Everyone should know that past performance is no indication of future returns. But does everyone know that the most accurate predictor of future returns is low fees? When looking at factors like past performance, fees, and Morningstar ratings, expense ratios are the only reliable predictor of future performance.

4. Think Long Term: Buy and Hold Is the Best Strategy

The average investor's annual return is around 4%. That's compared to the historical average market return of 8.5%. Why? Because we tend to invest emotionally — which causes us to buy high, and sell low (instead of the opposite).

Emotional investing is a losing strategy. Don't fall into this trap — teach your children to stick to their long term plan and ignore the daily market swings.

5. Don't Put All Your Eggs in One Basket

An important part of smart investing is diversifying. While diversification alone won't increase returns, it allows investors to reduce their risk. Diversification limits losses without sacrificing gains. It's the only way to do that. It's the "free lunch" of investing.

By spreading investments over a variety of sectors and assets, the risk that any specific investment will fail is partially canceled by the other investments, thereby lowering the overall risk. Teach your adolescent children to diversify among asset classes, and furthermore, to diversify within each type of asset (such as different sectors, geographical regions, market capitalization, industries, etc.). Pivnick's book devotes a very readable chapter to diversification and provides useful examples of how to make it work for you.

6. Involve Your Children in Investment Decisions

Parents know that children tend to model their behavior after them, so it should be unsurprising that children's saving and investing behavior also follows that of their parents. Any chance you have to involve your children in day-to-day discussions about money are learning opportunities. And they are habit forming. If your children see you making sound, reasoned decisions about spending, they will start to think the same way about their spending habits.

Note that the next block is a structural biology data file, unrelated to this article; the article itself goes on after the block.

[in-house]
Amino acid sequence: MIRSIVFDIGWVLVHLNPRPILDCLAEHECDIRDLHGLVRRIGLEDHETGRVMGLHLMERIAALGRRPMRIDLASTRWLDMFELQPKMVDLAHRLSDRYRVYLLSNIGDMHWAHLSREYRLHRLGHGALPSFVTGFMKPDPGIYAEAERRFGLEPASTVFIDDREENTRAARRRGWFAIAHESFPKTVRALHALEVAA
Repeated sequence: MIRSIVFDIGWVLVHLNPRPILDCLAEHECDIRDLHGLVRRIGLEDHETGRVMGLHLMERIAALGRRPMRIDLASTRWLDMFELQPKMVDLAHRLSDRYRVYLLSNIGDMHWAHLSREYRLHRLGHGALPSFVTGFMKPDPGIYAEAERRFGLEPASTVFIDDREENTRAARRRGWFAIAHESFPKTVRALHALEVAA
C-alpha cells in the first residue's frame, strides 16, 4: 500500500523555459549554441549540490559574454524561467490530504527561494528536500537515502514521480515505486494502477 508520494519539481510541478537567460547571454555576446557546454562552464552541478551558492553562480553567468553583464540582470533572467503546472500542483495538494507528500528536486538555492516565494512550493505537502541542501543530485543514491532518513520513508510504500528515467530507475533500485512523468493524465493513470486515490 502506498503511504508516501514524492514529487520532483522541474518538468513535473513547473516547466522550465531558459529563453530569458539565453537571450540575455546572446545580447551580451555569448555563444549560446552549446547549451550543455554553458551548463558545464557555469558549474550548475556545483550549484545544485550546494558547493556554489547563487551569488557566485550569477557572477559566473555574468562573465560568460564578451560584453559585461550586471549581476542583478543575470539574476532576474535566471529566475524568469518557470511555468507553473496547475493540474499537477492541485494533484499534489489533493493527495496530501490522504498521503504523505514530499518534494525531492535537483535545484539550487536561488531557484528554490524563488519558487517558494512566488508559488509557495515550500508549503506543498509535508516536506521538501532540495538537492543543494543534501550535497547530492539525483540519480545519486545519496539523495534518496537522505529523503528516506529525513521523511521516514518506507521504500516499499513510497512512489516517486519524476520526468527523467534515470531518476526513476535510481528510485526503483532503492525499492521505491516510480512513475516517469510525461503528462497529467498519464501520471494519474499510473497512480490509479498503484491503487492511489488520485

7. Have Kids Write Goals and Savings Charts

It shouldn't come as a surprise that those who write down their goals are a third more likely to reach them. Plus, this can serve as a teaching moment for budgeting.

As soon as your children receive birthday money, are old enough to do chores, or begin earning allowance, start a savings chart outlining their budget. People who write down their savings goals save, on average, over two times more than those that don't write a goal down.

8. Practice Learning by Doing

Anything you can do that actually involves your children in "money" tasks is a teaching opportunity and can instill good spending habits. Here are a few examples Rob provided:

  • Have them help you figure out the restaurant bill and tip.
  • Take them to the bank with their piggy bank to deposit funds in a savings account.
  • Encourage them to take the lead on a refund or return with customer service.
  • Allow them to negotiate a discount on the purchase of goods and services.